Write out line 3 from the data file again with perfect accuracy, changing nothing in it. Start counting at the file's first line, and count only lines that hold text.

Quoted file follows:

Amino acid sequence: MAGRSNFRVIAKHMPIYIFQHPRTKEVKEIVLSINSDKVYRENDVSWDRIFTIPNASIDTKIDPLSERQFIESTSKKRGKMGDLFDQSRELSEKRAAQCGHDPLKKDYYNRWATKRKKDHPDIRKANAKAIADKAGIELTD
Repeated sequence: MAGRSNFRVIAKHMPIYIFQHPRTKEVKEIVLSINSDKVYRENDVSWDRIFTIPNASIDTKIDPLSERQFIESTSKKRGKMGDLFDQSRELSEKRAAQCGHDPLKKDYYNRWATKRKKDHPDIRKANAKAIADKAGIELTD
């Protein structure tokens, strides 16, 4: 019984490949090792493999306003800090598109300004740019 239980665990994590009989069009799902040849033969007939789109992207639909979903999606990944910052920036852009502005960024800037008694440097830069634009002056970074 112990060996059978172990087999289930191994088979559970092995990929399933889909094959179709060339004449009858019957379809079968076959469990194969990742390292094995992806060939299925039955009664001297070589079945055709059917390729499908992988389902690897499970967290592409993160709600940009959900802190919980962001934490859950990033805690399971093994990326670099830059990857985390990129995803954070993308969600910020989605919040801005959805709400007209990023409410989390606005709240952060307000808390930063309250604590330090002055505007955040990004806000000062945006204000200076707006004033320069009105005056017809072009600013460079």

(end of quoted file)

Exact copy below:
């Protein structure tokens, strides 16, 4: 019984490949090792493999306003800090598109300004740019 239980665990994590009989069009799902040849033969007939789109992207639909979903999606990944910052920036852009502005960024800037008694440097830069634009002056970074 112990060996059978172990087999289930191994088979559970092995990929399933889909094959179709060339004449009858019957379809079968076959469990194969990742390292094995992806060939299925039955009664001297070589079945055709059917390729499908992988389902690897499970967290592409993160709600940009959900802190919980962001934490859950990033805690399971093994990326670099830059990857985390990129995803954070993308969600910020989605919040801005959805709400007209990023409410989390606005709240952060307000808390930063309250604590330090002055505007955040990004806000000062945006204000200076707006004033320069009105005056017809072009600013460079």